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GameGuru38

macrumors regular
Original poster
Sep 7, 2009
148
9
Ohio
When I bought this used Mac Mini it already had an SSD in it so I am not sure how old it is or how much wear and tear it has received. All I do know is it is slower than the brand new SSDs I have put in my iMac and Windows PC and Windows laptop.

How can I check if the slowness of the Mac Mini is because of the SSD? The specs are close to my iMac so I would expect similar performance since they both have SSDs.
 

Weaselboy

Moderator
Staff member
Jan 23, 2005
34,230
15,826
California
SMART Utility does not work with SSDs as far as I know.
It seems to work fine for me.

Screen Shot 2016-07-11 at 6.28.55 AM.png
 

JohnDS

macrumors 65816
Oct 25, 2015
1,183
249
@Weaselboy - you are correct. My older version didn't. There is also SSD Reporter available for $4 from the App Store.
[doublepost=1468246270][/doublepost]Apparently the SMART reports with SSDs are somewhat limited according to the SmartReporter FAQ:

Q: Does SMARTReporter work with SSDs?

A:

SMARTReporter "works" with SSDs in the sense that it recognizes them, and if they support S.M.A.R.T. it will check their summary-status and attributes and alert you if the status turns "failing". The question now is whether the SSD drive supports S.M.A.R.T. - which was designed to predict mechanical failures, which SSDs do not suffer from. However, SSDs also can also become broken, not because of mechanical failures but because of exhaustion of the limited number of write cycles. Some SSD drives report these write cycles as S.M.A.R.T. attribute (which can be inspecting by right clicking a drive in SMARTReporter) and report a failing S.M.A.R.T. summary status if the limit is approaching - in this case running SMARTReporter is just as useful as with a conventional drive - or even more so because only some mechanical failures can be predicted but the exhaustion of write cycles is determinable. To find out if your specific SSD drive does support S.M.A.R.T. - and to what extent - your best option is to ask your vendor. You can find out who is your vendor by going to "About Mac", then "System Report", and then choosing the item "Serial-ATA". Very often a Google search with that information will give you the answer you need. If not, the vendor's technical support will usually be able to provide you with the information. If all else fails, you may find help on the smartmontools support mailing list, but you will have to join in order to participate (or search the archives).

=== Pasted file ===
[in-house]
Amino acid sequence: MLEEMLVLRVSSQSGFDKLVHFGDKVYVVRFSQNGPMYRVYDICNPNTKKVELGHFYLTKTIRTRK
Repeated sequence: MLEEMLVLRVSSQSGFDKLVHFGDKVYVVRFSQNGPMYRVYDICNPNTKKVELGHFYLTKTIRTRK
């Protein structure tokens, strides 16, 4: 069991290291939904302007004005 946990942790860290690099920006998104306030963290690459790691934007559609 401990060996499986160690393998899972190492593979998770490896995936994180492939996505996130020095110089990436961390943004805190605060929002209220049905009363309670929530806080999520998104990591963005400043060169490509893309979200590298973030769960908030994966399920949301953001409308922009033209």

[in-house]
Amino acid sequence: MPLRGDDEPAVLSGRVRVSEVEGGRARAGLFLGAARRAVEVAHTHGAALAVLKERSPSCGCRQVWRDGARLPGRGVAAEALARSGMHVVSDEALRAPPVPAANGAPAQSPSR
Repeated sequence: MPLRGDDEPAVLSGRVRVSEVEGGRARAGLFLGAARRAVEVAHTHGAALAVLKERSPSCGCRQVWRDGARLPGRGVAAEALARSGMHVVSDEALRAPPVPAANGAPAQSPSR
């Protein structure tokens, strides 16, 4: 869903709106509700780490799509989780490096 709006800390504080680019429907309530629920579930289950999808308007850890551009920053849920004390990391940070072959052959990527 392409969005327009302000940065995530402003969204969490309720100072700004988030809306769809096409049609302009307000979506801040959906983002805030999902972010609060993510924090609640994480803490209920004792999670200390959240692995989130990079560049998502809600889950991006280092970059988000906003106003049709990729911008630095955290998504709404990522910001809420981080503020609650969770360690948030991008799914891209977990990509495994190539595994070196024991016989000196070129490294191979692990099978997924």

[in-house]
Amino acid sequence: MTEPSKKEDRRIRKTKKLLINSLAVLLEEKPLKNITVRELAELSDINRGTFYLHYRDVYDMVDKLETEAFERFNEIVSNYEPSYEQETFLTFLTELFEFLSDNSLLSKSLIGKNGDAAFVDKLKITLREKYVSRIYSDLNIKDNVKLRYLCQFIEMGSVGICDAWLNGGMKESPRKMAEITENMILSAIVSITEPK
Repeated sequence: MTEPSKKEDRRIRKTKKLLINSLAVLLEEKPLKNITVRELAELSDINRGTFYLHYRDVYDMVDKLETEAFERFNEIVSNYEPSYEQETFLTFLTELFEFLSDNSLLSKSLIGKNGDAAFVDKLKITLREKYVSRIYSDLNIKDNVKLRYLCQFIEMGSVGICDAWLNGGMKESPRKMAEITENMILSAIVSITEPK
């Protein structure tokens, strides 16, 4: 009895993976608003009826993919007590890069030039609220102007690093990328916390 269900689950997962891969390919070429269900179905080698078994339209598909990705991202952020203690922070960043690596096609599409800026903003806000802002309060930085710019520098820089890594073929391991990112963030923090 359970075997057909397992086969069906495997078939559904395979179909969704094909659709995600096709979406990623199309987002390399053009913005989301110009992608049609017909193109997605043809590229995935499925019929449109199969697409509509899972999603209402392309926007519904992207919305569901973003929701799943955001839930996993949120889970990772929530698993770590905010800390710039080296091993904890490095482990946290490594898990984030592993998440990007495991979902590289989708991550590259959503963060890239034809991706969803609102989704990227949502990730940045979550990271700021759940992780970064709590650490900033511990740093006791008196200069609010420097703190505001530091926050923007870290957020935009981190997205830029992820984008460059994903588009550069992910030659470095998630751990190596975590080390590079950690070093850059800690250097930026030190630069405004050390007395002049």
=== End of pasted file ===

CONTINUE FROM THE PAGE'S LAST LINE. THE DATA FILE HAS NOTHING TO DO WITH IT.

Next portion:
In case your SSD supports a 'SSD-health-attribute' the current health is always displayed in SMARTReporter's menu if you did not disable the automated S.M.A.R.T. attribute checking. Our complementary 'SSDReporter' supports even more comprehensive SSD-health checking with alerts when SSD-health decreases. Note that some SSDs do not support S.M.A.R.T. at all - see the question 'Which disks can SMARTReporter actually check for problems?'.​
 

grahamperrin

macrumors 601
Jun 8, 2007
4,942
648
S.M.A.R.T. is popular but really not a reliable indicator of goodness.

A recent example, https://forums.pcbsd.org/thread-20833-post-114591.html#pid114591 points (1) and (3), consider the hundreds and thousands of errors. Those errors are with a drive (an SSHD) that was thoroughly tested at the block level; a drive that Disk Utility reports as verified.

I'm almost certain that the more advanced features of DriveDX would find no problem with that troublesome drive.
 

romanaThree

macrumors newbie
Aug 6, 2016
4
1
Hombrew can work on Lion. I used it to install the command line utility smartctl which is part of smartmontools. There is a GUI called gsmartcontrol but I cannot get it to compile on Homebrew/Lion. Anyway, it's just a front end so you can live without it if you read the man page on smartctl.
 
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